I’m black, 16, and have lived in Austin my entire life. Everyday, my neighborhood in South Austin becomes more gentrified, and in the 2000s, Beto O’Rourke would have torn down my home.
O’Rourke has advertised himself as an advocate for people of color and the working class. However, his past as a gentrifier in cities like El Paso and San Antonio contradict his “ambition” to become a progressive leader in the United States. In 2006, then-city council member O’Rourke voted for his father-in-law’s plan to tear down a historic Barrio neighborhood in El Paso. As gentrification and development expand, the local businesses and people Beto claims to represent disappear.
In 2018, the average rent for an apartment in Austin was $1,364 a month. At the current federal minimum wage of $7.25 an hour, I would have to work almost 44 hours a week to afford the rent alone. Furthermore, as people flood into the “live music capital of the world,” historic districts are bull-dozed and Austin becomes less and less diverse.
Gentrification possesses society in many forms. It exists through local businesses being forced to fend off real estate buyouts and bulldozers, through an increasing population of homeless residents and through high-income greed. Luxury housing corporations back politicians like O’Rourke, who give up land that is rich with history and tradition. Whatever happened to “Keep Austin Weird?” The more living prices go up, the more it seems like this city’s mission statement is “Keep Austin Rich.” It should not have to be that an old business is forced to close down to allow another “fresh and new” business to take its place.
Neighborhoods are targeted as well. Real estate prices have gone up by 8% each year now, to an average home price of $395,600, according to Zillow, and low-income residents are unable to keep up with the unnatural pace. When a family moves out of my neighborhood, their home is immediately demolished and replaced by some asymmetrical, overly expensive home.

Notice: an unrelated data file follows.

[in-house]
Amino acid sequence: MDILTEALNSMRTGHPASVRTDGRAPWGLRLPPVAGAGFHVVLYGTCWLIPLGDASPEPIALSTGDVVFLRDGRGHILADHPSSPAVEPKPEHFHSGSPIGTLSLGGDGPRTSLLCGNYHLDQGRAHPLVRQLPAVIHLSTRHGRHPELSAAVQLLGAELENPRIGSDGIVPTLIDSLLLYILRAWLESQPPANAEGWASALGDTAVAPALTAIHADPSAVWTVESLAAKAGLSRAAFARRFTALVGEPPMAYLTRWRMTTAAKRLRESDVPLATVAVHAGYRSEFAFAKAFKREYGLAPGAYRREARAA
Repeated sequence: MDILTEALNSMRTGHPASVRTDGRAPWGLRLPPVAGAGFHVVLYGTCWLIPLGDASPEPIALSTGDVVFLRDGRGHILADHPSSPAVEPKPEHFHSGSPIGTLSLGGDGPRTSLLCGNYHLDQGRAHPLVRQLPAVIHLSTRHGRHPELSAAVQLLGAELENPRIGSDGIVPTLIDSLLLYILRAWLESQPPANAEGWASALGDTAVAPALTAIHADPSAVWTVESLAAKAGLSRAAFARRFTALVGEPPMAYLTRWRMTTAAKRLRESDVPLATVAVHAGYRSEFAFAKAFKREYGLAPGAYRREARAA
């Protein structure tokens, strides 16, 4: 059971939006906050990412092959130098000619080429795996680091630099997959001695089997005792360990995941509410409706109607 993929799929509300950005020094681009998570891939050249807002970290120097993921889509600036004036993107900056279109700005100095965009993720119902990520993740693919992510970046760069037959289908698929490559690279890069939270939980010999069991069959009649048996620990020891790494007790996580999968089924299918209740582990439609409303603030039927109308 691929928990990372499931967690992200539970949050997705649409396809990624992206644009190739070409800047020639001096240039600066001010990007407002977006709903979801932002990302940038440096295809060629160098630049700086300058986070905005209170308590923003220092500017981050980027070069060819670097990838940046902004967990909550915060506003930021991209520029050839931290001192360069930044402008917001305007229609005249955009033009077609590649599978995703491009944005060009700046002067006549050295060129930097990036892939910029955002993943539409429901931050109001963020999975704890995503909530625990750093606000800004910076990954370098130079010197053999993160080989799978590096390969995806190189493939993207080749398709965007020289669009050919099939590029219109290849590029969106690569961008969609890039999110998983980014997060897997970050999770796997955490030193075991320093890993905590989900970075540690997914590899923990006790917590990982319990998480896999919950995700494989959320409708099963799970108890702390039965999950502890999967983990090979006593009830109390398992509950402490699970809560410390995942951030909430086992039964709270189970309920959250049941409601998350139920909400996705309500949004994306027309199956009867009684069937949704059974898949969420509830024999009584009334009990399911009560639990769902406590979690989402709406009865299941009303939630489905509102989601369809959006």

No, Beto is not Trump, and he certainly is not Ted Cruz, but should we judge the progressiveness of our candidates by who they are not? I acknowledge that in numerous ways, he has proven himself to cultivate progressive beliefs with regard to feminism, sexuality, gun control, immigration, etc. However, regulating development is not one of these things. The U.S.A. was founded on the basis of freedom and equal opportunity. When your family has no choice but to sell their home in order to continue to afford living, all of O’Rourke’s other values become superficial, because at that moment, the only priority is survival. Some people may argue that Beto has the power to change. I agree! Sadly, it seems like the only time he changes is for convenience. A repentant president would still be an improvement to who we have in office, but that is not enough.
As a proud Texan, Austinite and teenage student of color from a neighborhood under attack from gentrification, I believe it is our responsibility as leaders and thinkers to take a stand and remember our roots. O’Rourke may have forgotten the value in a city’s history (after all, I believe he would have sold out my neighborhood), but I have not. Just because a new coffee shop is opened does not mean we have to make the homes of those living around it more expensive. We have the power to create a bright future, while still sustaining the past by regulating development through affordable housing — so neighborhoods like mine can continue to exist.
This op-ed as part of a workshop hosted by Austin Bat Cave, a local nonprofit that provides free writing workshops to teens and young adults in Austin.